Lettuce or leaves?
For me, it would be lettuce all the way; a salad needs bite, crunchiness and some substance. Yes, there are leaves that make good salads, but there are now too many kinds of designer leaves grown, bought and used merely for their looks. That’s okay up to a point – we can all appreciate a pretty garnish of colourful leaves – but delicate leaves that get soggy when they’re washed, before being packed in plastic bags, and just disintegrate once they meet with a dressing are, in my opinion, to be avoided (except for garnishing).
What kind of lettuce? Again, it’s what you personally like, but my own recommendations would be as follows:
Round lettuce: Sometimes called Butterhead, it may not look very promising, but usually has a cluster of crisp, sweet leaves nestling in the centre that partner most dressings very well.
Cos lettuce: If fresh, this is reliably crisp and crunchy, with a good flavour, and can take strong, thick, creamy dressings such as Caesar. Crispheart lettuceAs good as its name, this is a lettuce with good flavour and lots of crunch.
Escarole lettuce and Quattro Stagioni (Four Seasons) A colourful pair, the former has pale-green leaves and the latter pinkish-red edges. They are not crisp, but their flavour is good as long as you give them lighter dressings.
Lamb’s lettuce (mâche or corn salad) This leaf comes in delicate little sprigs with clusters of leaves, and is good both for garnishing and mixing with other lettuce types. Because it does not keep well, it needs to be used fairly quickly.
Not recommended: Given that everything is largely a matter of personal taste, I would, nevertheless, explain why I would not recommend certain lettuces and leaves. Iceberg is crunchy but that’s all: it tastes of absolutely nothing. As for Little Gem, I have a feeling this was originally grown for its long shelf life. For housebound people, a Little Gem is better than no lettuce at all, but for those who have a choice I would give it a miss; it’s rather tough and stalky, with an earthy flavour. Lollo Rosso, Lollo Biondo, Oak Leaf and others are good to look at but pretty dull to eat.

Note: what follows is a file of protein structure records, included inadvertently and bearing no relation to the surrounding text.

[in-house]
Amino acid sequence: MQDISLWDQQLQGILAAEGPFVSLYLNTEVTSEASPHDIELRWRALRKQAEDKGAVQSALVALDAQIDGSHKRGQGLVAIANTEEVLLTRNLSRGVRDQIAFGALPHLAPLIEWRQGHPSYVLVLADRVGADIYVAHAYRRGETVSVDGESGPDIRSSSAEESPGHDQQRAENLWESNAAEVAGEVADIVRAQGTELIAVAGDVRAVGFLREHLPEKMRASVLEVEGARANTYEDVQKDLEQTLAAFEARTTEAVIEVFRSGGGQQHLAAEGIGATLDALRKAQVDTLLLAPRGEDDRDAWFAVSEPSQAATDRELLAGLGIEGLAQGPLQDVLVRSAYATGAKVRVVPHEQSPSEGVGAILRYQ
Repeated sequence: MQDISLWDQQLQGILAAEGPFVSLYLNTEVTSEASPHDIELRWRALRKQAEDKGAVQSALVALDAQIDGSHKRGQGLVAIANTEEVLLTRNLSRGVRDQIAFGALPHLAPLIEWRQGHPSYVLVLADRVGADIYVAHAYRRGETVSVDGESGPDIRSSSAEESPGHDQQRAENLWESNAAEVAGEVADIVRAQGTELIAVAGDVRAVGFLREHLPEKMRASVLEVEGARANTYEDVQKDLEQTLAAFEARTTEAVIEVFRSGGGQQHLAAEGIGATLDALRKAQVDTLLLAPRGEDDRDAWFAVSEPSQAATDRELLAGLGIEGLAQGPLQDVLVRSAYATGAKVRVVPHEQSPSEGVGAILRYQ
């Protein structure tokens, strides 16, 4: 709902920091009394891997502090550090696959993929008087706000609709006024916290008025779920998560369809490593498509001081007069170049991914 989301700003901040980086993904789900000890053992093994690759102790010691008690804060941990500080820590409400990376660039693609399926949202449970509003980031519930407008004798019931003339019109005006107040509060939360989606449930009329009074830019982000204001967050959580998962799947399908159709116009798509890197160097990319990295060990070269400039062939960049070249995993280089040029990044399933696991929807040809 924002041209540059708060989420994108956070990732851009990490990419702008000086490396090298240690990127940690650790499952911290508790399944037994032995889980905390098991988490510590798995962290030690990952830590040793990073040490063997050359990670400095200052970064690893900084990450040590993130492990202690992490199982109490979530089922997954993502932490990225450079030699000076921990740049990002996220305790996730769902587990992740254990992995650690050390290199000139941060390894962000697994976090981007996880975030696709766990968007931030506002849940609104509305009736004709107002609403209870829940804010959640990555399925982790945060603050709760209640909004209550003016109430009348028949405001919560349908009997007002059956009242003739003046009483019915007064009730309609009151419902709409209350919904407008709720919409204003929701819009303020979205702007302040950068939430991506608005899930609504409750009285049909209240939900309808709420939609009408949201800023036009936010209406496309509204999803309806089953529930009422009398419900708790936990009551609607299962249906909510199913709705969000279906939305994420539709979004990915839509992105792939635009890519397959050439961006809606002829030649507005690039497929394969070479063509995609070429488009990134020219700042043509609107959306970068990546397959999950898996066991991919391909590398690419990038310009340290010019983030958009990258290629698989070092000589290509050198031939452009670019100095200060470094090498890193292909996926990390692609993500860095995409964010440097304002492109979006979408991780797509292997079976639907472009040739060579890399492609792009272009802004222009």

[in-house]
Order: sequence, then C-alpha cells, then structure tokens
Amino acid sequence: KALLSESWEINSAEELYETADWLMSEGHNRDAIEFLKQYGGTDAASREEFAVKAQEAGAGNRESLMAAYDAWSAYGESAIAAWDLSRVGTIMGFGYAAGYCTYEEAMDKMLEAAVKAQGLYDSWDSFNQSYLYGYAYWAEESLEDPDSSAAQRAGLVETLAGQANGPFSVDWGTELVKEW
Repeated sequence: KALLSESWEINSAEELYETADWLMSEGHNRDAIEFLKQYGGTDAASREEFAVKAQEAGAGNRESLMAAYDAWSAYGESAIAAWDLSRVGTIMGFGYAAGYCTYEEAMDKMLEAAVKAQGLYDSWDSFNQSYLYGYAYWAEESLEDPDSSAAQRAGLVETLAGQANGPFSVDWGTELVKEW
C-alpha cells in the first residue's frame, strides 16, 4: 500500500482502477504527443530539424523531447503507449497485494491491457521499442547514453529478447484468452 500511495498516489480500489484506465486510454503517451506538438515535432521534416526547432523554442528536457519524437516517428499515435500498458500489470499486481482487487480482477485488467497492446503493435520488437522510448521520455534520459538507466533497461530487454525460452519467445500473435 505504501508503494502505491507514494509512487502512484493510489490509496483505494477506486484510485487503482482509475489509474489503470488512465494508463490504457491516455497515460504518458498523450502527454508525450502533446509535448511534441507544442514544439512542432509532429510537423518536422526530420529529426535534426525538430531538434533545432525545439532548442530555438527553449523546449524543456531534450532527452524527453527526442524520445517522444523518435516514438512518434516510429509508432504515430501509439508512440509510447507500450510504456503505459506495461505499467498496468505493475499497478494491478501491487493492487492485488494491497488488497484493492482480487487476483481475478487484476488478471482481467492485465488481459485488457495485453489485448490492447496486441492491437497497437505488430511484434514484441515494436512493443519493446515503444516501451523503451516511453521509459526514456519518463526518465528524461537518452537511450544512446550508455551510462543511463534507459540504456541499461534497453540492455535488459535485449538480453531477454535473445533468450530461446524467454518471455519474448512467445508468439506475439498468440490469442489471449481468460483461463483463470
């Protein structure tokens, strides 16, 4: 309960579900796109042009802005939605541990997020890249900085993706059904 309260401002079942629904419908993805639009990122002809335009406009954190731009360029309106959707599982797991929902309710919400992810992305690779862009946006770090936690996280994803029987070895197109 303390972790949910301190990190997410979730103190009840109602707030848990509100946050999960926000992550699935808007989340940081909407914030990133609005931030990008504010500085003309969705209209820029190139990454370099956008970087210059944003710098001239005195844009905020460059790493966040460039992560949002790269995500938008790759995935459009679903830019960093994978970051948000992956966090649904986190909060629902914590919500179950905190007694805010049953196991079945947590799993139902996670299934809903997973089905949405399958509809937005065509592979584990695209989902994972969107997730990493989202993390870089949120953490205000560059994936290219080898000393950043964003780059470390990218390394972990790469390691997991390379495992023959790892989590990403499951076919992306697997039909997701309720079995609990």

To prepare lettuce and salad leaves: All lettuces and salad leaves should be eaten as fresh as possible, but first of all, I’ve found the best way to store lettuces is to remove the root, but otherwise leave them whole and enclose them in a polythene bag in the lowest part of the fridge. I believe washing should be avoided if possible, as once the leaves are wet it’s difficult to dry them again and you simply can’t get dressing on to wet salad leaves. What I prefer to do is take a damp piece of kitchen paper and wipe each leaf – this way the lettuce leaves remain dry and can more easily be coated with dressing. Now, I realise many people will not agree with me here and will want to wash the leaves: in that case plunge the separated leaves briefly into cold water and place them in a salad basket, then either hang them up after a good shaking or else swing the basket round and round outdoors.
Finish off by drying the leaves carefully with kitchen paper. Never use a knife when you prepare lettuce, because cutting tends to brown the edges of the leaves. Breaking up the leaves too soon can cause them to go limp quickly, so always leave them whole, if possible, until you’re ready to serve the salad (and even then use your hands to tear them, rather than use a knife).
Veggies will love this recipe – marinating mushrooms adds masses of flavour. Serve them with a sweet-spice pimenton mayonnaise for dipping.
Just add bread to this lovely beany salad - a cheap and easy meal for very little money and proof that you don't need to spend a lot to eat royally.
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With 30% of food being thrown away, this recipe is a good way of making sure you use up those odds and ends in the salad drawer, plus any bits of cured meat lying around! Use whatever you like - or try Delia's favourite combinations.
As Delia says, this salad is a good one for winter when the summer saladings are but a distant memory. Apples, cider and Camembert are just brilliant together, and this can be served on its own for lunch or as an accompaniment.